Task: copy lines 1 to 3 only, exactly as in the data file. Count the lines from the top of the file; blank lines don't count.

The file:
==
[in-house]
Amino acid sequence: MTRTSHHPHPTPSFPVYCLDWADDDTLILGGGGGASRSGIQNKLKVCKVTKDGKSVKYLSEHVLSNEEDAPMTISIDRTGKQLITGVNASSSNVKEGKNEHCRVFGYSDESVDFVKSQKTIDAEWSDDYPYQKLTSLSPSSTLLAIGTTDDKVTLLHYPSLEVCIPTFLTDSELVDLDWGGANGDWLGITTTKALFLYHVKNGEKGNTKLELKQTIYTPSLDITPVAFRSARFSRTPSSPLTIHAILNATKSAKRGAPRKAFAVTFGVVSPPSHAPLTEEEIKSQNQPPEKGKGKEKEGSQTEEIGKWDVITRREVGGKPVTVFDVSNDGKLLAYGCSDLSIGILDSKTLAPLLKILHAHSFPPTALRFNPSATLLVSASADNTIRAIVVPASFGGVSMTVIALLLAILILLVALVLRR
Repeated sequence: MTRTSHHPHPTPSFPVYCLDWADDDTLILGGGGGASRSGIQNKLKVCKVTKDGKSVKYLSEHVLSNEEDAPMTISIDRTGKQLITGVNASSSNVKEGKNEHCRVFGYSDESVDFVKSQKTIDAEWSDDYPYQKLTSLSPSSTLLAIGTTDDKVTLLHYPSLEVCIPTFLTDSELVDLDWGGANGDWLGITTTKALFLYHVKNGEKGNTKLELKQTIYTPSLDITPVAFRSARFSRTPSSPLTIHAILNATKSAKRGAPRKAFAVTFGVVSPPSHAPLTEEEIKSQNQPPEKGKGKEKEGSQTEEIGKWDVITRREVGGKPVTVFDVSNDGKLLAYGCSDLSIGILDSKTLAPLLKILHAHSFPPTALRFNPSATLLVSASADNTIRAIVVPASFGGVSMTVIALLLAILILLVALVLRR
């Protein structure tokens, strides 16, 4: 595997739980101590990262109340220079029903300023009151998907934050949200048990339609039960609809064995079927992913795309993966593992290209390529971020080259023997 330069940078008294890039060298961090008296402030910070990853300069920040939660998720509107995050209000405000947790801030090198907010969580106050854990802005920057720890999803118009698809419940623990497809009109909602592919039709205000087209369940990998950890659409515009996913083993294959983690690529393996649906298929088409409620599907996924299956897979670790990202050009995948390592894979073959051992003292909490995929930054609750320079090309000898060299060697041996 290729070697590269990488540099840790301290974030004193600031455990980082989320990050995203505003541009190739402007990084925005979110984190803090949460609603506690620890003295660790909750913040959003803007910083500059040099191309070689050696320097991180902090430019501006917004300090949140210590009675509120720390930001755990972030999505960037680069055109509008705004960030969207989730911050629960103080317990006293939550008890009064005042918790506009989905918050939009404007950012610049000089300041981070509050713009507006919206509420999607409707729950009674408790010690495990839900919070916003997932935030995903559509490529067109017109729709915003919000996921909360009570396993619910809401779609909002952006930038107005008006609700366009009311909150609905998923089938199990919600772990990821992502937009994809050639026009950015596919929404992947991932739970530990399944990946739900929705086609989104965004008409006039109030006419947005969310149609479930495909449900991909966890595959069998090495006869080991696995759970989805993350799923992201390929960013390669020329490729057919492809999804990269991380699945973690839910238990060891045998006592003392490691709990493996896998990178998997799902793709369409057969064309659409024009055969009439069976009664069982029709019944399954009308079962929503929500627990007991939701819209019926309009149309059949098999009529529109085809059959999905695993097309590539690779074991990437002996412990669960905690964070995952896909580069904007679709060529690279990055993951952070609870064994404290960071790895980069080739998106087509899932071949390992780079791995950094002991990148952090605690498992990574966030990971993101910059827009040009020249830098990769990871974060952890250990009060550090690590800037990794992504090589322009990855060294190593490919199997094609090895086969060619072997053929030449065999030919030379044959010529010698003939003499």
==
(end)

[in-house]
Amino acid sequence: MTRTSHHPHPTPSFPVYCLDWADDDTLILGGGGGASRSGIQNKLKVCKVTKDGKSVKYLSEHVLSNEEDAPMTISIDRTGKQLITGVNASSSNVKEGKNEHCRVFGYSDESVDFVKSQKTIDAEWSDDYPYQKLTSLSPSSTLLAIGTTDDKVTLLHYPSLEVCIPTFLTDSELVDLDWGGANGDWLGITTTKALFLYHVKNGEKGNTKLELKQTIYTPSLDITPVAFRSARFSRTPSSPLTIHAILNATKSAKRGAPRKAFAVTFGVVSPPSHAPLTEEEIKSQNQPPEKGKGKEKEGSQTEEIGKWDVITRREVGGKPVTVFDVSNDGKLLAYGCSDLSIGILDSKTLAPLLKILHAHSFPPTALRFNPSATLLVSASADNTIRAIVVPASFGGVSMTVIALLLAILILLVALVLRR
Repeated sequence: MTRTSHHPHPTPSFPVYCLDWADDDTLILGGGGGASRSGIQNKLKVCKVTKDGKSVKYLSEHVLSNEEDAPMTISIDRTGKQLITGVNASSSNVKEGKNEHCRVFGYSDESVDFVKSQKTIDAEWSDDYPYQKLTSLSPSSTLLAIGTTDDKVTLLHYPSLEVCIPTFLTDSELVDLDWGGANGDWLGITTTKALFLYHVKNGEKGNTKLELKQTIYTPSLDITPVAFRSARFSRTPSSPLTIHAILNATKSAKRGAPRKAFAVTFGVVSPPSHAPLTEEEIKSQNQPPEKGKGKEKEGSQTEEIGKWDVITRREVGGKPVTVFDVSNDGKLLAYGCSDLSIGILDSKTLAPLLKILHAHSFPPTALRFNPSATLLVSASADNTIRAIVVPASFGGVSMTVIALLLAILILLVALVLRR